the conversation about the role of the two great branches of learning is important, and still topical. C.P. Snow crystallized this debate in the mid-twentieth century with his suggestion that two cultures existed in the British academy, the literary and the scientific, and that they were at odds.
In his quest to argue that science will solve global social problems, why, Snow asked, should one be held responsible for knowing the works of Shakespeare, but not understand the Second Law of Thermodynamics? His insight gave steam to an internecine intellectual fight that had surfaced a number of times in the past. (Today, one can chart the most recent "science wars" all the way back through Snow to Arnold and Huxley, on to the Romantic critiques of the Enlightenment Project, to the debate between the Ancients and Moderns, which revolved around the new science's assault on both Aristotelianism and Renaissance Humanism.)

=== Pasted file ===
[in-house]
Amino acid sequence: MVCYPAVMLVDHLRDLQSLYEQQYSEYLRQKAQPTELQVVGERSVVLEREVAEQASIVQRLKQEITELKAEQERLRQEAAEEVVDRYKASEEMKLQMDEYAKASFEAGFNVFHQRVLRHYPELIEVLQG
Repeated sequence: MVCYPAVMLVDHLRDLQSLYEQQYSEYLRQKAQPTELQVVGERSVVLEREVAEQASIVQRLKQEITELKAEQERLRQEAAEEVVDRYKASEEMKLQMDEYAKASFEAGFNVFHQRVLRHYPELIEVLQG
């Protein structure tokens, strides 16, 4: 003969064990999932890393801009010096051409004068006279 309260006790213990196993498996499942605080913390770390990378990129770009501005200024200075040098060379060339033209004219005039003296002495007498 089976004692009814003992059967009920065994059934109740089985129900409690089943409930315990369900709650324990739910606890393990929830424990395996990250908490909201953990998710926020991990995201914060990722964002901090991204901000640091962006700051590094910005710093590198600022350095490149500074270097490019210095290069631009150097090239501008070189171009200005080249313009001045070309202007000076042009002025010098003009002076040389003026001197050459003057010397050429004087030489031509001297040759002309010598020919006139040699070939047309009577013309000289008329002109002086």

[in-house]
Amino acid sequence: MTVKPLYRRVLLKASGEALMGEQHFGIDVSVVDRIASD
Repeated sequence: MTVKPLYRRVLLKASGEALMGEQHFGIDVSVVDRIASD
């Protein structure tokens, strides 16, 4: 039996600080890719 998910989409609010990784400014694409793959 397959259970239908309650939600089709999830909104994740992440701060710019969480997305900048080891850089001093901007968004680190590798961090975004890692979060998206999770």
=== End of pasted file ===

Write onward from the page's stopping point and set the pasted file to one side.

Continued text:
However, what shouldn't be forgotten in the admission that the humanities will resist ultimate reduction is that there are those in the humanities who suffer from science envy. This envy was given impetus by entomologist and evolutionary theorist E.O. Wilson in his monograph, Consilience, wherein Wilson suggests that the humanities must move toward the methods of the sciences to remain relevant.
While this gentle shimmy sounds harmless enough, there are those in humanistic disciplines like literary studies who have taken such a move to heart. For example, any cursory examination into the nascent approach called Literary Darwinism reveals a loose confederacy of individuals who think literary texts are best read within Darwinian contexts (think, reading Jane Austen to understand how her characters represent universals in human behavior related to, say, their inclusive fitness). ...
...That term, 'third culture' , was popularized by literary agent and Edge  founder John Brockman in a response to Snow to suggest that a new culture is emerging that is displacing the traditional, literary intellectual with thinkers in the sciences who are addressing key concepts and categories found in the humanities; Richard Dawkins writing about religion or Carl Sagan expounding about the awe of the cosmos both come to mind as quintessential examples. One need only browse through the science section of the book store to see that a bridge between the two cultures has been built, with much of the traffic in the popular sphere going one way